Now the FCC feels it will be on far firmer legal footing to execute the plan. The May 6 announcement provides an outline of the proposal, but the FCC will soon draft an actual rule for public comment.
“The reclassification will give some sugar and some medicine at the same time,” says Marvin Ammori, former general counsel of Free Press who argued for the group as an intervenor in Comcast. “Legally it gets the FCC back to the position where it hoped to be before Comcast. It’s neither more nor less than they thought they could do before.”
But Esbin thinks reclassification might be pre-emptively protective rather than essential to the broadband plan.
“I don’t necessarily believe that it would be precluded under the Comcast decision, but the answer would depend on how the FCC justified its actions,” she says. “It appears the general counsel has determined those arguments might not have been strong enough.”
Throughout the statements released by Genachowski and FCC General Counsel Austin Schlick, the officials emphasize that this third-way approach will be a light touch customized for the Internet.
Title II contains 48 provisions, but the proposed reclassification will likely forbear broadband service from all but six. That handful of provisions will allow the FCC to correct market failures, protect consumers and police discriminatory network management practices such as those debated in Comcast. Content, however, will remain largely unfettered.
“The GC memo asserts this will be sufficient to protect its statutory interests so it can then forbear from the rest [of Title II],” Esbin says. “It’s a sophisticated argument completely untested in court.”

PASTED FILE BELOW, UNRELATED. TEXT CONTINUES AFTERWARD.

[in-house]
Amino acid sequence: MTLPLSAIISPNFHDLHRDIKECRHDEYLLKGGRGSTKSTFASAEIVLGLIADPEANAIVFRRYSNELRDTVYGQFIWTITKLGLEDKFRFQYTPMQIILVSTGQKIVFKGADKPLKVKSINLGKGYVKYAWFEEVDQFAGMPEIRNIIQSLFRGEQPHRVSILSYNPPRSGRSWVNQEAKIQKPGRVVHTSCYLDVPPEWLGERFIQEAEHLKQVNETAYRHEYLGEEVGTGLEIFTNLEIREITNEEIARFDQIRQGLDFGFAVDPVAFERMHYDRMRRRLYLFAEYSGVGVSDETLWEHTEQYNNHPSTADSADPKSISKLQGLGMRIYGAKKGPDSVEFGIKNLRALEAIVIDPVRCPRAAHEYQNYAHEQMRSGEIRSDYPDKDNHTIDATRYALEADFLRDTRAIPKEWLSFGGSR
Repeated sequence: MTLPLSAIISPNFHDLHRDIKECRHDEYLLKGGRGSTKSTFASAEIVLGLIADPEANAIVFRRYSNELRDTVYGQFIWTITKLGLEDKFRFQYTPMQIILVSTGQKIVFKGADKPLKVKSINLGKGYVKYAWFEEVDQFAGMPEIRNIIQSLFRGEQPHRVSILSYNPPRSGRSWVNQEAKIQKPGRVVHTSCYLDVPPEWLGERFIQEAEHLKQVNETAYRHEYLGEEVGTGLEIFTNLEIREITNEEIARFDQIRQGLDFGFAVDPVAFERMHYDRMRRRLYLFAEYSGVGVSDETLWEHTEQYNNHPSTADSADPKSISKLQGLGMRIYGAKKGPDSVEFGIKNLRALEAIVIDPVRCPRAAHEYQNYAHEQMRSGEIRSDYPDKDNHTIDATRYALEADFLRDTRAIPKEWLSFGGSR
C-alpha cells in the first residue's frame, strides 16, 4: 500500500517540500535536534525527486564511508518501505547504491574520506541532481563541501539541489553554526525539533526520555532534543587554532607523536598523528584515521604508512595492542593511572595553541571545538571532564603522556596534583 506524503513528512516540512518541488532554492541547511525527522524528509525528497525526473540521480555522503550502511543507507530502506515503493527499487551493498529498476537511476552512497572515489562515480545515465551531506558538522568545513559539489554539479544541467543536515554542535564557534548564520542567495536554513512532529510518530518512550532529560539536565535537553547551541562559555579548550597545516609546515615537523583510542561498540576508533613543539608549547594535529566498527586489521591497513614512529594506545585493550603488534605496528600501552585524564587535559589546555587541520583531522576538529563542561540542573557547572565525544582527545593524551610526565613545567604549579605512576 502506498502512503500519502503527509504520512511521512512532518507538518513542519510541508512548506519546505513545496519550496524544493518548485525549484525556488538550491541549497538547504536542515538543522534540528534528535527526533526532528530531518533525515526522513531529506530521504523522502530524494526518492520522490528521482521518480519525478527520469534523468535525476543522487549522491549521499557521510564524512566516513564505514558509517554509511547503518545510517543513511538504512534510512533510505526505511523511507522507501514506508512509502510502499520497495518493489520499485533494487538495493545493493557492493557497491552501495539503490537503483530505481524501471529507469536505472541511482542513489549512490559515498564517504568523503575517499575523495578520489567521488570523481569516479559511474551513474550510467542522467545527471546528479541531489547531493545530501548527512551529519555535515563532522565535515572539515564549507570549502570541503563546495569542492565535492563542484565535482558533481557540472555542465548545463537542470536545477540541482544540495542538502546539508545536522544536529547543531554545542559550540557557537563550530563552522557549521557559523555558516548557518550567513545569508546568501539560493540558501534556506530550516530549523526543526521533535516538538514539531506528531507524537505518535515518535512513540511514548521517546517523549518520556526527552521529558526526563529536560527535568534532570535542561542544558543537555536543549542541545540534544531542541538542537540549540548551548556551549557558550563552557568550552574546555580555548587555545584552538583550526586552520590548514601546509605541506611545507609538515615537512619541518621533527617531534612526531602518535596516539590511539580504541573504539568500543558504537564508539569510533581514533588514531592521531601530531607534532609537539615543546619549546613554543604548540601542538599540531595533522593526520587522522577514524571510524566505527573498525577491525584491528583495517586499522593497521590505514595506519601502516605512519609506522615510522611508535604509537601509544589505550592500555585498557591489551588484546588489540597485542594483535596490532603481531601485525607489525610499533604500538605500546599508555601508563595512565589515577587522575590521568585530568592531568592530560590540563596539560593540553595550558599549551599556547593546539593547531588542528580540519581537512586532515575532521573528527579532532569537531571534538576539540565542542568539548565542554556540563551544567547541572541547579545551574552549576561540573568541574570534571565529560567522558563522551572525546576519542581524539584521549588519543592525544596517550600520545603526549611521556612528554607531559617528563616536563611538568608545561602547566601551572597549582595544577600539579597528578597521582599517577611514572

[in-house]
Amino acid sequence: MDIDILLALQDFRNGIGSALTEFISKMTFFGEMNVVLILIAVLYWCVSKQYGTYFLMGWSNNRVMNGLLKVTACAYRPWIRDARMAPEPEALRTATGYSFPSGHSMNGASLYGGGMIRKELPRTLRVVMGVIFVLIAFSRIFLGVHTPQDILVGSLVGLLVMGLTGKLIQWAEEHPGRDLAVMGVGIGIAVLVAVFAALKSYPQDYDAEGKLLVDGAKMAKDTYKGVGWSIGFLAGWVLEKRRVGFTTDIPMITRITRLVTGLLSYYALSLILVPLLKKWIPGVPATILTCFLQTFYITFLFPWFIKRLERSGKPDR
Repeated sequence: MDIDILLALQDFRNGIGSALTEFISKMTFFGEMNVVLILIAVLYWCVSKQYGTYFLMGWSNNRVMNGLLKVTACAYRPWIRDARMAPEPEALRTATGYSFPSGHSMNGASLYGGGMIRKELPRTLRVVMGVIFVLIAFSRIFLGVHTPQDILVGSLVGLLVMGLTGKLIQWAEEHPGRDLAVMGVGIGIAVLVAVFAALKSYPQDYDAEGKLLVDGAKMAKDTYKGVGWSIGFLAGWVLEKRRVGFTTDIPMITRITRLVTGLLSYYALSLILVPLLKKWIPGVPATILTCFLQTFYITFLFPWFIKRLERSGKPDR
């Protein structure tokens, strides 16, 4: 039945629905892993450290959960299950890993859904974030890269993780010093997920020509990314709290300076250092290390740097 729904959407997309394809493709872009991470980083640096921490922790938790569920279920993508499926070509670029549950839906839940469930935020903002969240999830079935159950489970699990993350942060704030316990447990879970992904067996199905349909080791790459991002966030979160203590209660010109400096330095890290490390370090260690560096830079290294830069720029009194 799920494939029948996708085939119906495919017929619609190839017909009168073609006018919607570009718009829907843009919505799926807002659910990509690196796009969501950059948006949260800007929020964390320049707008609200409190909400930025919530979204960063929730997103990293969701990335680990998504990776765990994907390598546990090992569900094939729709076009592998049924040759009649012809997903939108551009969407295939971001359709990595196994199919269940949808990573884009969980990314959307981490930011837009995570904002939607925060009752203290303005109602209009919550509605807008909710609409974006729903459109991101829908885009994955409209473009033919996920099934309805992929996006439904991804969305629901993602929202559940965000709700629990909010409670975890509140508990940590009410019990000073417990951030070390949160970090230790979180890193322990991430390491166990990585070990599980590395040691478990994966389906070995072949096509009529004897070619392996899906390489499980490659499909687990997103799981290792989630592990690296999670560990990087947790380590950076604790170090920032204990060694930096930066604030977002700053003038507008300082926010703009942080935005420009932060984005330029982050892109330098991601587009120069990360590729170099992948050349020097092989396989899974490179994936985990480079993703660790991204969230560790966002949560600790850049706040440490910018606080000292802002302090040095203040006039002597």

While it is untested in practice, it is directly drawn from the framework Scalia proposed in Brand X, which challenged the 2002 Title I classification. Although the majority opinion deferred to the FCC’s reclassification, Scalia suggested the transmission of content on the Internet and the content itself are two vastly different things.
Despite assurance that reclassification will maintain the status quo, industry members responded with immediate misgivings. Within the FCC, Commissioners Robert M. McDowell and Meredith A. Baker released a joint statement warning that the proposal “will usher in a tumultuous new age of regulatory uncertainty” that will stifle investment in the broadband infrastructure.
Schlick described the third-way approach as similar to how the FCC regulates wireless communications. He highlighted 2001 testimony from Verizon Senior Vice President Tom Tauke, who said the framework “produced what is arguably one of the greatest successes in the industry in the last 20 years.”
But Tauke’s view today on applying the approach to broadband is very different than what he expressed about wireless services. “We believe that the chairman’s stated approach is legally unsupported,” he said in a statement. “The regulatory and judicial proceedings that will ensue can only bring confusion and delay to … continuing to build the nation’s broadband future.”
Internet content providers, however, hailed the proposal. In a letter from the Open Internet Coalition, signatories including Google, Sony Electronics and Amazon.com praised the middle-ground approach as essential to promoting an open Internet.
Comcast said in a statement it was disappointed by the reclassification but committed to working with the FCC to ensure the approach doesn’t “cast the kind of regulatory cloud that would chill investment and innovation by ISPs.”
But Ammori thinks the third way will promote innovation because it grants all content equal access to Internet transmission.
“The FCC is ensuring that the 21st century infrastructure is open on nondiscriminatory terms. That’s hugely important,” he says. “It’s as though the companies on the electric grid [controlled] what could be plugged in. This preserves the rights to what you can plug into the Internet.”